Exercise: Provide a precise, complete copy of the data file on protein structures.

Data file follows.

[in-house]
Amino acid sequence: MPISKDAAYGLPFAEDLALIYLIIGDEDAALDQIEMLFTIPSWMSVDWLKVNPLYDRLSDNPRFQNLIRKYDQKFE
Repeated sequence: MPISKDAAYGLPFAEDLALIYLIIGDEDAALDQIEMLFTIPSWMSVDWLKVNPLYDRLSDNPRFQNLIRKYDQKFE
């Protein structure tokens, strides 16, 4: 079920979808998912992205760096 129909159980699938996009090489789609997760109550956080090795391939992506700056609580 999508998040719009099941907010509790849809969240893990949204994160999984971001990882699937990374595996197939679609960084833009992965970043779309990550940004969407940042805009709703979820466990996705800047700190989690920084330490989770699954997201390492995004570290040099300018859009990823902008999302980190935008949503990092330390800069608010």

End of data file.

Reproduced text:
[in-house]
Amino acid sequence: MPISKDAAYGLPFAEDLALIYLIIGDEDAALDQIEMLFTIPSWMSVDWLKVNPLYDRLSDNPRFQNLIRKYDQKFE
Repeated sequence: MPISKDAAYGLPFAEDLALIYLIIGDEDAALDQIEMLFTIPSWMSVDWLKVNPLYDRLSDNPRFQNLIRKYDQKFE
């Protein structure tokens, strides 16, 4: 079920979808998912992205760096 129909159980699938996009090489789609997760109550956080090795391939992506700056609580 999508998040719009099941907010509790849809969240893990949204994160999984971001990882699937990374595996197939679609960084833009992965970043779309990550940004969407940042805009709703979820466990996705800047700190989690920084330490989770699954997201390492995004570290040099300018859009990823902008999302980190935008949503990092330390800069608010």